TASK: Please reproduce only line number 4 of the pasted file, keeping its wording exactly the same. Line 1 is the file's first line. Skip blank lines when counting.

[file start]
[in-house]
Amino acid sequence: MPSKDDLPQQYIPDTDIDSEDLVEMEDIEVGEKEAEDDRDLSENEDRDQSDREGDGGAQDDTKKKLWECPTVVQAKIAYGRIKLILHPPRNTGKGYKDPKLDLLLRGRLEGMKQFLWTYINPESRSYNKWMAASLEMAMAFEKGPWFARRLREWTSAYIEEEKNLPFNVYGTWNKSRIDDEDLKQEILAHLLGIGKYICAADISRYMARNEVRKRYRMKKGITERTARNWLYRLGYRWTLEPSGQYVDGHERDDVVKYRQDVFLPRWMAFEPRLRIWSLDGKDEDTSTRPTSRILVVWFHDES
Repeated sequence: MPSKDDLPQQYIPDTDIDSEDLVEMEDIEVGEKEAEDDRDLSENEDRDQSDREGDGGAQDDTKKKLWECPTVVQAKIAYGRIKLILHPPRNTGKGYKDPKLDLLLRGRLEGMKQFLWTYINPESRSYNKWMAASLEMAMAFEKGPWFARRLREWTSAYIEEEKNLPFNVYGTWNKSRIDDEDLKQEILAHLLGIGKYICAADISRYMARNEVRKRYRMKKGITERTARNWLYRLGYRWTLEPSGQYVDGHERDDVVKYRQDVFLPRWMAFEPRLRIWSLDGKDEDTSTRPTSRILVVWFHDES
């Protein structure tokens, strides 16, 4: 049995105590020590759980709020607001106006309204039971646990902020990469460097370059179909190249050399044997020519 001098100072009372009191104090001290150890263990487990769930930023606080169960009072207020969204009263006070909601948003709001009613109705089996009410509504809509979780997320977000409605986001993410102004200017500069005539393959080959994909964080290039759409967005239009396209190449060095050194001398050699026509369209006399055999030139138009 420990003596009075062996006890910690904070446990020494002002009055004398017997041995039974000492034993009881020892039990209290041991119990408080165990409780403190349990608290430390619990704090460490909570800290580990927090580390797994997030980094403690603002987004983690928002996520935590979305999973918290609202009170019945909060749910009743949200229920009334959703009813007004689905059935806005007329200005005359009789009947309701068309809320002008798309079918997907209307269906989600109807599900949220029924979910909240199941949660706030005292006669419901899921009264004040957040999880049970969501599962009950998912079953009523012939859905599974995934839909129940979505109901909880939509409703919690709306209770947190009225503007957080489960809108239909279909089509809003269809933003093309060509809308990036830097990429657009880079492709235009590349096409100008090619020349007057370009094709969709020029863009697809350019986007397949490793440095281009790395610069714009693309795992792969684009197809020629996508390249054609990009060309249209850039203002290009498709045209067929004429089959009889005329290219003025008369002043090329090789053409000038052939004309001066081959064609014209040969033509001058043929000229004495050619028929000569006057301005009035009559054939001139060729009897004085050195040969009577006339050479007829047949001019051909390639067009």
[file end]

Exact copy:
């Protein structure tokens, strides 16, 4: 049995105590020590759980709020607001106006309204039971646990902020990469460097370059179909190249050399044997020519 001098100072009372009191104090001290150890263990487990769930930023606080169960009072207020969204009263006070909601948003709001009613109705089996009410509504809509979780997320977000409605986001993410102004200017500069005539393959080959994909964080290039759409967005239009396209190449060095050194001398050699026509369209006399055999030139138009 420990003596009075062996006890910690904070446990020494002002009055004398017997041995039974000492034993009881020892039990209290041991119990408080165990409780403190349990608290430390619990704090460490909570800290580990927090580390797994997030980094403690603002987004983690928002996520935590979305999973918290609202009170019945909060749910009743949200229920009334959703009813007004689905059935806005007329200005005359009789009947309701068309809320002008798309079918997907209307269906989600109807599900949220029924979910909240199941949660706030005292006669419901899921009264004040957040999880049970969501599962009950998912079953009523012939859905599974995934839909129940979505109901909880939509409703919690709306209770947190009225503007957080489960809108239909279909089509809003269809933003093309060509809308990036830097990429657009880079492709235009590349096409100008090619020349007057370009094709969709020029863009697809350019986007397949490793440095281009790395610069714009693309795992792969684009197809020629996508390249054609990009060309249209850039203002290009498709045209067929004429089959009889005329290219003025008369002043090329090789053409000038052939004309001066081959064609014209040969033509001058043929000229004495050619028929000569006057301005009035009559054939001139060729009897004085050195040969009577006339050479007829047949001019051909390639067009």